Its been over a month since the last post, and the next real post may yet be a couple of weeks away. I am very much enjoying the preparation of the article covering the next period of grain storage and cartage from Eumungerie, which may just make me unique. Certainly my immediate family seems to think it does. Still, I press on.
Another reason for my absence has been the demands of my current employment. Don't get me wrong - the alternatives to being busy at work are too excruciating to detail here! And work is good for the soul. But it does occasionally seem to get in the way of blogging.
It is not all grim on the work front, as sometimes I get to travel to Dubbo for that very purpose. Most of my spare time in that city is either spent swatting flies or down at the station, or both. I often stand at the eastern end of the platform, between the platform road and the dock, straining to hear the echoes of a 30T shunting or a 36 class backing onto the Up Coonamble Mail. No matter how hard I listen with eyes closed, it never seems to come to pass.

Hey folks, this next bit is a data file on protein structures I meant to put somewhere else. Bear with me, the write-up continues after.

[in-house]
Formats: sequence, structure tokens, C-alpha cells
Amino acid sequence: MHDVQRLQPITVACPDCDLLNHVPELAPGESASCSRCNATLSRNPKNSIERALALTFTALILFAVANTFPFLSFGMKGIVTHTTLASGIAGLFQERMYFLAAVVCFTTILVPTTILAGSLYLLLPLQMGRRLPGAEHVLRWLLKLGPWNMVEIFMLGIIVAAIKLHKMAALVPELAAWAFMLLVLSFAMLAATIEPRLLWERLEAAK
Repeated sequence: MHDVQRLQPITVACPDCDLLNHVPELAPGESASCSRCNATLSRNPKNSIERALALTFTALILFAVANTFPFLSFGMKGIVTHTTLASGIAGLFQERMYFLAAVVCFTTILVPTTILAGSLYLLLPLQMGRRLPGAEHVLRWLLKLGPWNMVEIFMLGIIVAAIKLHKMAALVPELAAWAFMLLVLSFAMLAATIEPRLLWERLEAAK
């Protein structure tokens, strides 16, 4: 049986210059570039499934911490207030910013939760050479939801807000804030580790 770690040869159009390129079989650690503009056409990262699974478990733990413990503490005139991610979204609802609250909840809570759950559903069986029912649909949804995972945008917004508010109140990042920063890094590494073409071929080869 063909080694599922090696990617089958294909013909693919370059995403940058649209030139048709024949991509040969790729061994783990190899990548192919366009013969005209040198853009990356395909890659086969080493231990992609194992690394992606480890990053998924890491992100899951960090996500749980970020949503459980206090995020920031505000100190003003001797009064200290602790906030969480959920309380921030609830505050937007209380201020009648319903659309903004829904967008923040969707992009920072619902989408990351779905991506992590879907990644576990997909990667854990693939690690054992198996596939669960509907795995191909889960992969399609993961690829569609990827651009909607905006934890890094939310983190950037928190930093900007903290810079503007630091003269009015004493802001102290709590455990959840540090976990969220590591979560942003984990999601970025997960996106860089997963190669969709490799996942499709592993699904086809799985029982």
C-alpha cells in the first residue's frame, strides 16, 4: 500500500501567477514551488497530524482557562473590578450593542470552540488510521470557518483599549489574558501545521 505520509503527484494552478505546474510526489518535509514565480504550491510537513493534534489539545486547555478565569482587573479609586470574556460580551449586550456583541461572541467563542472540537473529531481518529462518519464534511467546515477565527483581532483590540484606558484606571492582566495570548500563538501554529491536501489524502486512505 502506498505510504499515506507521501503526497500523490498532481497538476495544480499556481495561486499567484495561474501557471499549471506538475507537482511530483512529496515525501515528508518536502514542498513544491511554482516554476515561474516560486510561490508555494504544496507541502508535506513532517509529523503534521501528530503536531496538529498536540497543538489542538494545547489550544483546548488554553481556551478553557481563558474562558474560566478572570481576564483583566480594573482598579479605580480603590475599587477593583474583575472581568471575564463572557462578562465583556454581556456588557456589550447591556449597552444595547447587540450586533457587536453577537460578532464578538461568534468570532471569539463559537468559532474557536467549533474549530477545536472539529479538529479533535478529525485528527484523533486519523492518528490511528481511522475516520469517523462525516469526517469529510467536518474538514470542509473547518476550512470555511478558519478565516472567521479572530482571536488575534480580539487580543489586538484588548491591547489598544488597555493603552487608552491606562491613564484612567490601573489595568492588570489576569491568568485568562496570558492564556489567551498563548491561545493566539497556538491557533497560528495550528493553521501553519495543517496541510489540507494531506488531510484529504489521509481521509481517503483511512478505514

The last time I was there, listening as dusk fell, I looked towards the remnants of the loco depot. In the last couple of years it has slowly lost the signs of life. Even the upturned and hoisted 57 class boiler has left the location, no longer needed to hold dry sand for it diesel usurpers. Then I noticed another ignominy. Keen eyes will notice something in the following photograph....
Yes, across the loco shed's entrance (not the shelter) there is a carefully constructed mesh grill. It is probably made of the wire 'reo' sheets used in concrete slabs, or so it appears from this distance.
So there you have it - another mystery for the Coonamble line. Will a locomotive ever again obtain shelter from the elements in the loco shed at Dubbo? Or is it just a locomotive-sized flyscreen?